Health System Town Hall now set for Sept. 23, State of the College Oct. 28
For the last many weeks we have been telling you that the State of the College address is set for noon Sept. 23. But we also were listening to you and your timely questions about our Health System, which is invaluable to MCG and all that we do here. So we have decided to move the State of the College to noon, Oct. 28, and have the first of two town halls on our Health System Sept. 23, at noon in the Lee Auditorium. The second is Sept. 24 at 5 p.m. also in the Lee. For these town halls, I will be joining Katrina Keefer, CEO of the AU Health System, and another mega-committed MCG graduate, Dr. Charlie Howell, now interim CEO of AU Medical Associates, to provide more insight into the financial and overall future of our hospitals and clinics. While I understand your concerns and questions, please know that Ms. Keefer and Dr. Howell are clearly committed to the health of our health system and its patients and to ensuring that our clinical facilities remain a great place to learn and to practice medicine. Please also know that while the three of us — or at least two of us — are relatively new colleagues, we have quickly found common ground. Please join us if you can.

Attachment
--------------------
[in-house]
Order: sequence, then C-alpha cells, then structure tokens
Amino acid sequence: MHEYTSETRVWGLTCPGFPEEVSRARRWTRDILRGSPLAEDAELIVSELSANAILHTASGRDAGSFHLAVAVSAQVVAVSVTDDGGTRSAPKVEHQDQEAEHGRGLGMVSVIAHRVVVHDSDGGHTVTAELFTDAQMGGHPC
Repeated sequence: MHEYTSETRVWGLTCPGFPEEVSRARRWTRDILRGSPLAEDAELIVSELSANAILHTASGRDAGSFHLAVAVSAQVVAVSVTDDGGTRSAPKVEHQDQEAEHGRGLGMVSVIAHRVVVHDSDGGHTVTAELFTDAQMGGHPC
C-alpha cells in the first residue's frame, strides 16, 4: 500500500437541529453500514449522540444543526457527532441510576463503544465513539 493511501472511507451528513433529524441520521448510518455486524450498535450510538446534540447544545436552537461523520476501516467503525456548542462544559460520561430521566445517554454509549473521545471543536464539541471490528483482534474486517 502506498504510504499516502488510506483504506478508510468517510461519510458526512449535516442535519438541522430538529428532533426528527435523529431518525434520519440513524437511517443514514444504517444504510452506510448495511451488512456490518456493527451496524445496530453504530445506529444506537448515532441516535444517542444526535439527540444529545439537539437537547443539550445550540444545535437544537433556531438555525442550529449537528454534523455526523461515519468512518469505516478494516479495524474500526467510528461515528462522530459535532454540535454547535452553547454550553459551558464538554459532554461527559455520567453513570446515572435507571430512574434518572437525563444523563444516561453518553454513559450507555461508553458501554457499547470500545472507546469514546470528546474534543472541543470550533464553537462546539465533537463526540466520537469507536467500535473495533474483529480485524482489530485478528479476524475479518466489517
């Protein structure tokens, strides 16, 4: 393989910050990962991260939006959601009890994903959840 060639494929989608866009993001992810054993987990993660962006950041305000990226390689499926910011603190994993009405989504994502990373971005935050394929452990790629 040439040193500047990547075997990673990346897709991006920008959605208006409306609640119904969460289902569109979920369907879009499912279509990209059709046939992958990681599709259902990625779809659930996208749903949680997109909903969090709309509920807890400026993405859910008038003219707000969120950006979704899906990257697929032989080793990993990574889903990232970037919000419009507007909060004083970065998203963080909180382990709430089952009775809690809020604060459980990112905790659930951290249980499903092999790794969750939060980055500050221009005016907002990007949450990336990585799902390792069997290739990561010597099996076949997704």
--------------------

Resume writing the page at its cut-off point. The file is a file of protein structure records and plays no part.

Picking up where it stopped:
Dr. Jorge Cortes featured on The Means Report Monday
Finally today, I know you join me as well in welcoming Dr. Jorge Cortes to MCG and to the Georgia Cancer Center. Dr. Cortes officially started this week and we are very glad that he and so many other good individuals and leaders have joined the many good individuals and leaders already here. Just wanted you to know you could do a quick study on Dr. Cortes on The Means Report on WJBF-TV this Monday at 12:30 p.m. Dr. Cortes sat down with Brad Means this week to record the full half hour of his broadcast.


Upcoming Events

Sept. 23 – Town Hall: Health System Update, noon, Lee Auditorium.

Sept. 24 – Town Hall: Health System Update, 5 p.m., Lee Auditorium.

Sept. 26 – Alumni Association Columbus Regional Reception, 6 p.m., Mabella’s Italian Steakhouse.

Oct. 10 – Alumni Association Rome Regional Reception, 6 p.m., The Vogue.

Oct. 14 – AU/UGA Medical Partnership Open House, 5 p.m., Russell Hall.

Oct. 19 – White Coat Ceremony, 2 p.m., Bell Auditorium, guest speaker is Dr. Brenda Fitzgerald, former commissioner of the Georgia Department of Public Health and former director of the Centers for Disease Control and Prevention.

Oct. 28 – State of the College, noon, Lee Auditorium.

Nov. 1 – Body Donor Memorial Service, 1 p.m., Lee Auditorium.

Nov. 4 – Medical Scholars Research Day, Harrison Commons.

Nov. 14 – Alumni Association Valdosta Regional Reception, 6 p.m., location TBD.

Jan. 16 – Alumni Association Savannah/Brunswick Regional Reception, 6 p.m., location TBD.